Hell or High Water should feel like a million other movies – and yet, it (mostly) doesn’t. There are so many cliches, so many characters and moments, taken from dozens of other Westerns or heist films, and yet Hell or High Water is a refreshing medley of those elements. Coming from Sicario screenwriter Taylor Sheridan, it’s no surprise to see a fresh take on a well-worn genre, a gritty, pitch perfect depiction of modern rural Texas, where cafes sell steak, everyone packs heat, and there’s a real sense of the economic troubles that everyone faces.
Hell or High Water tells the tale of two brothers, bank robbers, who are on a mission of family; both are clichés. The younger of the two, Toby (Chris Pine at his most world-weary) is soft-spoken and intelligent, a clever planner, the “brains” of the operation. The elder, Tanner (Ben Foster, electric with energy) is a career criminal, an ex-con with a real knack for guerrilla warfare, and a wild card with major impulse control issues. If they weren’t brothers, it’s hard to imagine the two would get along.
The two are united in a spree of bank robbery which gets the attention of Texas Rangers Marcus Hamilton (Jeff Bridges at his most well-weathered), the soon-to-retire elder stateman, and his younger partner Alberto Parker (Gil Birmingham, wry and understated), who is constantly ridiculed for his ethnicity and provides a philosophical foil. There’s a rehearsed nature to their relationship, a sense that they’ve been partners for an age.
The two pairs of actors are in some ways mirrors of each-other, two intelligent and soft-spoken leads and their two comedic foils; more importantly, they’re just mesmerizing to watch.
The dialogue in Hell or High Water is spartan, with characters who tend to say what they mean and not much else, but also filled with moments of color, particularly when the four main characters interact with outsiders – (pay attention to the waitresses at the diners that the characters visit). The film is a lesson in efficient storytelling; screenwriter Taylor Sheridan gets a lot of mileage out of small details, both in terms of establishing the universe of the film (gun-shot holes dotting highway road signs), as well as telling the story of these four men.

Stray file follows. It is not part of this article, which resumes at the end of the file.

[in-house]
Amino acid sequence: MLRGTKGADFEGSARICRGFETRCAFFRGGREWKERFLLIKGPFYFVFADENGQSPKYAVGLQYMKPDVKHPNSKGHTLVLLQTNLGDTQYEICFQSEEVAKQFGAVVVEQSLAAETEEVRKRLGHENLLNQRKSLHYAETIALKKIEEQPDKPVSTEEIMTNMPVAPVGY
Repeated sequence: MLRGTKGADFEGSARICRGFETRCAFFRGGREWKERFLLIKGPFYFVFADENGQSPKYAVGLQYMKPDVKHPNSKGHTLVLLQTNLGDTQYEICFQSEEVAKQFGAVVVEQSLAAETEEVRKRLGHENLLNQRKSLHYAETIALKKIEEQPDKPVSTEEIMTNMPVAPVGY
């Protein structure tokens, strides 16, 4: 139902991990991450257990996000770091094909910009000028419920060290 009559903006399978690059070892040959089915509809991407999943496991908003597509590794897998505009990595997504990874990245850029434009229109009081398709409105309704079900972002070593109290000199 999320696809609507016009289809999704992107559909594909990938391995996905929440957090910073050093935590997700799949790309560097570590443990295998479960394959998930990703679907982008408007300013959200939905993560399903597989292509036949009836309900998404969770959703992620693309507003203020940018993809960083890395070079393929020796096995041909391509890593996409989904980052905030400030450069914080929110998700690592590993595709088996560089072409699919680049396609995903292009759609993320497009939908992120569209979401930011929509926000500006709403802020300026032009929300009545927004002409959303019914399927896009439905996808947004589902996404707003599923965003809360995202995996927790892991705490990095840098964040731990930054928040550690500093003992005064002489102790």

Although Hell or High Water features moments of action dotted throughout, it’s not an “action” movie, carefully paced throughout with long stretches of driving and contemplation. It’s close cousins with a film like No Country for Old Men, though it has a softer, less apocalyptic vision than that. There’s also a real political consciousness to Hell or High Water that will resonate with many audiences. In 2017, conservatives rail on liberals and the Hollywood elite for not recognizing the plight of Americans in rural areas; Hell or High Water has to at least count for something as a refutation of that claim.
Overall, Hell or High Water isn’t going to be for everyone – nowadays, cowboy movies rarely are – but its award recognition (including four Academy Award nominations) is proof that there remains a place in the cinema landscape for an action movie for the philosophical crowd.